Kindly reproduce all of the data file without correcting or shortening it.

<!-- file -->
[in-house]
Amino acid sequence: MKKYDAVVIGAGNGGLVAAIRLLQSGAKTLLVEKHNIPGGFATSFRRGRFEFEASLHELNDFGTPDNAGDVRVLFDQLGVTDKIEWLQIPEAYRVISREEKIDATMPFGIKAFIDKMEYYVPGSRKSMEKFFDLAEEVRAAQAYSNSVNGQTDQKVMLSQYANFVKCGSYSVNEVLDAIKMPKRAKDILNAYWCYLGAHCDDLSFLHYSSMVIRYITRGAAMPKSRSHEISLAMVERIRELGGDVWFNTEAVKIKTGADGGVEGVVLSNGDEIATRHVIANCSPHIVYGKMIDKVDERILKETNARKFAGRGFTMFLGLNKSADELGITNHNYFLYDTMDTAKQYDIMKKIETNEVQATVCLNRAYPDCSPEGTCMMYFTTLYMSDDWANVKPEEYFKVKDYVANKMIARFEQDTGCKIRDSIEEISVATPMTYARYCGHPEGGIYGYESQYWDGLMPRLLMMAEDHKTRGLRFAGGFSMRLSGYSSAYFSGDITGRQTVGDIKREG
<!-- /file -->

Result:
[in-house]
Amino acid sequence: MKKYDAVVIGAGNGGLVAAIRLLQSGAKTLLVEKHNIPGGFATSFRRGRFEFEASLHELNDFGTPDNAGDVRVLFDQLGVTDKIEWLQIPEAYRVISREEKIDATMPFGIKAFIDKMEYYVPGSRKSMEKFFDLAEEVRAAQAYSNSVNGQTDQKVMLSQYANFVKCGSYSVNEVLDAIKMPKRAKDILNAYWCYLGAHCDDLSFLHYSSMVIRYITRGAAMPKSRSHEISLAMVERIRELGGDVWFNTEAVKIKTGADGGVEGVVLSNGDEIATRHVIANCSPHIVYGKMIDKVDERILKETNARKFAGRGFTMFLGLNKSADELGITNHNYFLYDTMDTAKQYDIMKKIETNEVQATVCLNRAYPDCSPEGTCMMYFTTLYMSDDWANVKPEEYFKVKDYVANKMIARFEQDTGCKIRDSIEEISVATPMTYARYCGHPEGGIYGYESQYWDGLMPRLLMMAEDHKTRGLRFAGGFSMRLSGYSSAYFSGDITGRQTVGDIKREG